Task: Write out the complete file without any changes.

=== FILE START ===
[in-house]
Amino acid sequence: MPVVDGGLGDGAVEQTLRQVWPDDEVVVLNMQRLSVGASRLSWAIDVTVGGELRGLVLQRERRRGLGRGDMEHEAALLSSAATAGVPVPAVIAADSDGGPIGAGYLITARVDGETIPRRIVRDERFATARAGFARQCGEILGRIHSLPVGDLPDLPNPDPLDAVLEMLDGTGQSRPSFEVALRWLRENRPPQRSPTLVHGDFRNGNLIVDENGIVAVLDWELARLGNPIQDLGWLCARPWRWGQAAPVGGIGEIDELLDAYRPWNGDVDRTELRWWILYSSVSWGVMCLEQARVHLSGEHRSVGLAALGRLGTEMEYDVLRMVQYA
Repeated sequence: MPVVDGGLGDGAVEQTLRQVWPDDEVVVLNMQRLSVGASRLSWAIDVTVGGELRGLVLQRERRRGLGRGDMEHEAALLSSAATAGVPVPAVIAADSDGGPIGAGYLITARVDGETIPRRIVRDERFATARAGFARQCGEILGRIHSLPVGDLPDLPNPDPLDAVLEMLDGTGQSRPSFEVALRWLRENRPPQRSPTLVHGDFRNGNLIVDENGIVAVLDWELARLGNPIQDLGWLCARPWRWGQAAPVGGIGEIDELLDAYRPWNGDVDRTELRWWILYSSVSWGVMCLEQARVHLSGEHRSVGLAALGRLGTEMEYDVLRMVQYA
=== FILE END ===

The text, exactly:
[in-house]
Amino acid sequence: MPVVDGGLGDGAVEQTLRQVWPDDEVVVLNMQRLSVGASRLSWAIDVTVGGELRGLVLQRERRRGLGRGDMEHEAALLSSAATAGVPVPAVIAADSDGGPIGAGYLITARVDGETIPRRIVRDERFATARAGFARQCGEILGRIHSLPVGDLPDLPNPDPLDAVLEMLDGTGQSRPSFEVALRWLRENRPPQRSPTLVHGDFRNGNLIVDENGIVAVLDWELARLGNPIQDLGWLCARPWRWGQAAPVGGIGEIDELLDAYRPWNGDVDRTELRWWILYSSVSWGVMCLEQARVHLSGEHRSVGLAALGRLGTEMEYDVLRMVQYA
Repeated sequence: MPVVDGGLGDGAVEQTLRQVWPDDEVVVLNMQRLSVGASRLSWAIDVTVGGELRGLVLQRERRRGLGRGDMEHEAALLSSAATAGVPVPAVIAADSDGGPIGAGYLITARVDGETIPRRIVRDERFATARAGFARQCGEILGRIHSLPVGDLPDLPNPDPLDAVLEMLDGTGQSRPSFEVALRWLRENRPPQRSPTLVHGDFRNGNLIVDENGIVAVLDWELARLGNPIQDLGWLCARPWRWGQAAPVGGIGEIDELLDAYRPWNGDVDRTELRWWILYSSVSWGVMCLEQARVHLSGEHRSVGLAALGRLGTEMEYDVLRMVQYA